The cost of legal action
In 2019, an employee brought action against his former employer for violation of the FMLA, the Americans with Disabilities Act (ADA), and a state law discrimination statute arising from his termination for vacationing in Mexico while on leave. The court awarded the employee over $1.3 million in liquidated damages and $605,690 in attorney fees and costs.
DaPrato v. Mass. Water Res. Auth., 482 Mass. 375, 377, 123 N.E.3d 754 (2019)
If a claim becomes a lawsuit, there are fines, legal costs, business resources that may need to be allocated to the investigation and resolution of the complaint, as well as the impact to the overall work environment and employment relationships. Plus, managers and supervisors may potentially be sued individually and held personally liable for paying damages. What’s more, lawsuits can be lengthy and time-consuming to resolve, and even if the employee loses, there are costs involved for legal defense, in fact the average cost to defend an FMLA lawsuit is $80,000.6
Guardian Absence SolutionsSM
The increasingly complex leave landscape has caused the percentage of employers centralizing their short-term disability (STD) and FMLA administration to almost double since 2012. Today, more than half of all organizations with at least 50 employees use the same resource (in-house or external) to administer their STD and FMLA.7
Organizations that outsource STD and FMLA administration to the same vendor are making more progress on their key goals than those that manage employee leave using in-house resources. In fact, those organizations that outsource are more likely to report positive outcomes on employee experience, direct cost reduction, and return-to-work rates.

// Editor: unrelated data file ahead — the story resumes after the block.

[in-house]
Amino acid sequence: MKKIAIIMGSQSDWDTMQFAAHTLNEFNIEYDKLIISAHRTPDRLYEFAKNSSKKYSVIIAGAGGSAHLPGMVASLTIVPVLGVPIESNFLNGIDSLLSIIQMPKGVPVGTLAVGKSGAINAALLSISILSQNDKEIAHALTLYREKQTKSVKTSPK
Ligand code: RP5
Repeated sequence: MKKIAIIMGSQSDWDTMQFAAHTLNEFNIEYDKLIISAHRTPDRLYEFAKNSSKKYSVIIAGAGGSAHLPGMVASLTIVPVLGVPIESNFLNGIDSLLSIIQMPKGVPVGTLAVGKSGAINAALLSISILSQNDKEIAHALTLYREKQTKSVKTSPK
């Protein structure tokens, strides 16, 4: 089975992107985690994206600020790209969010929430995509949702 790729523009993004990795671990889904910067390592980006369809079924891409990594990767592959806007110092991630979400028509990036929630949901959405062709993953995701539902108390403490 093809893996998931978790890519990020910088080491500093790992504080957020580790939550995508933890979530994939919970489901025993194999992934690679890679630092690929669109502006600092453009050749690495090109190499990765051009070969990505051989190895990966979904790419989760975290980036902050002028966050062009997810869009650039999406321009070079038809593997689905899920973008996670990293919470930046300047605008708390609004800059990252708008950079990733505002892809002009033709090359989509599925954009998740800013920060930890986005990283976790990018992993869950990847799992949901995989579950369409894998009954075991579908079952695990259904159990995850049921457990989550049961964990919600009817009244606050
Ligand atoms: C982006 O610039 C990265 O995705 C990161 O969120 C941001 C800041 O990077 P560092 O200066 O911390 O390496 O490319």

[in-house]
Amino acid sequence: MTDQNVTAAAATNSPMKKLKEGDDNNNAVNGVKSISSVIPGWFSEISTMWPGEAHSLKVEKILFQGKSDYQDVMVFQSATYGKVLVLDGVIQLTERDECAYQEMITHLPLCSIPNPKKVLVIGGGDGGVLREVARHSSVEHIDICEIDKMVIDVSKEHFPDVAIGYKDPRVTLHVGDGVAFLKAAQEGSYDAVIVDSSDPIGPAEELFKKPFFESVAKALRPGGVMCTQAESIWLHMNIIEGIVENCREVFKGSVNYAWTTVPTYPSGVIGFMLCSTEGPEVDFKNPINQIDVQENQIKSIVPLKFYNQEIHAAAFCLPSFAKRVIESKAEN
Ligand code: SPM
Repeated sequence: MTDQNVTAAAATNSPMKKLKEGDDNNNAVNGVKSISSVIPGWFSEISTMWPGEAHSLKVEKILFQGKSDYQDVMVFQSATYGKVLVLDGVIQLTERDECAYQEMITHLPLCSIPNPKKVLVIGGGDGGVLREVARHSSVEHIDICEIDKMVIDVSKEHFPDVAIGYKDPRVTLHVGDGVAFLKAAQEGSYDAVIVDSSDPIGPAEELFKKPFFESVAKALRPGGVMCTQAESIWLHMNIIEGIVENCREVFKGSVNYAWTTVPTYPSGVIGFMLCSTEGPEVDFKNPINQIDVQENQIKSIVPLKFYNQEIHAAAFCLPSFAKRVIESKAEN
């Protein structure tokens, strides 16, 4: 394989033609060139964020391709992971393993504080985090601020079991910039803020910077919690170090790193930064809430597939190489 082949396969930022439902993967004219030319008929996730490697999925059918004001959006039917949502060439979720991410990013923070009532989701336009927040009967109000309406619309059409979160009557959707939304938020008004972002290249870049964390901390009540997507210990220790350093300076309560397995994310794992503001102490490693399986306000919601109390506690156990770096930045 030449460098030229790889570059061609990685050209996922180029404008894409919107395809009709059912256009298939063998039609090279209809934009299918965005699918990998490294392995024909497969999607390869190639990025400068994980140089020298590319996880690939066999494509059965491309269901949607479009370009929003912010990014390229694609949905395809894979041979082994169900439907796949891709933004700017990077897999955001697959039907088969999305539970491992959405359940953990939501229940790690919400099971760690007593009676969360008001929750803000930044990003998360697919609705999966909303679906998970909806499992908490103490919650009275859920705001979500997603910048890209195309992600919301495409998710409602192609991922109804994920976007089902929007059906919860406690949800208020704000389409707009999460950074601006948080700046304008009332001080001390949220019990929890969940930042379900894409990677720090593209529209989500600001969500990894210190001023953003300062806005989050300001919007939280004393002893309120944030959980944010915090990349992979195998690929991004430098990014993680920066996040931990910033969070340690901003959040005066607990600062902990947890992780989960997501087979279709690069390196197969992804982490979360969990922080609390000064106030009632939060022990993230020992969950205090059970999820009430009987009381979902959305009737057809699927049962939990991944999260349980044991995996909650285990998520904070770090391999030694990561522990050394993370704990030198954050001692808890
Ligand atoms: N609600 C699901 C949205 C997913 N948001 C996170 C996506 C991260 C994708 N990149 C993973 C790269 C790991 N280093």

Guardian offers a variety of absence management solutions for companies with 50 to 5,000 employees or more, helping employers of all sizes take advantage of high quality, integrated services that can help keep companies compliant while helping to get employees back to work in a safe and timely manner.
Frequently asked questions about FMLA management costs
What are the employer challenges of FMLA compliance?
Employers face several challenges when implementing this law. One of the most significant is the cost of managing FMLA leave. An employer has to ensure compliance with FMLA regulations, which can be complex and time-consuming. The regulations require up to 12 weeks of unpaid leave for employees with qualifying reasons. Employers must also maintain employee benefits during the leave period and guarantee job reinstatement after they return to work. Failure to comply with FMLA regulations can lead to legal consequences, further increasing management costs. Additionally, managing FMLA leave requests can be challenging, particularly for small businesses without a dedicated resource to help manage leave.
What are liquidated damages under FMLA?
Liquidated damages refer to a specific type of compensation that an employer may be required to pay if they violate an employee's FMLA rights. Damages are equal to the amount of wages and benefits that the employee would have received had they not been unlawfully denied FMLA leave.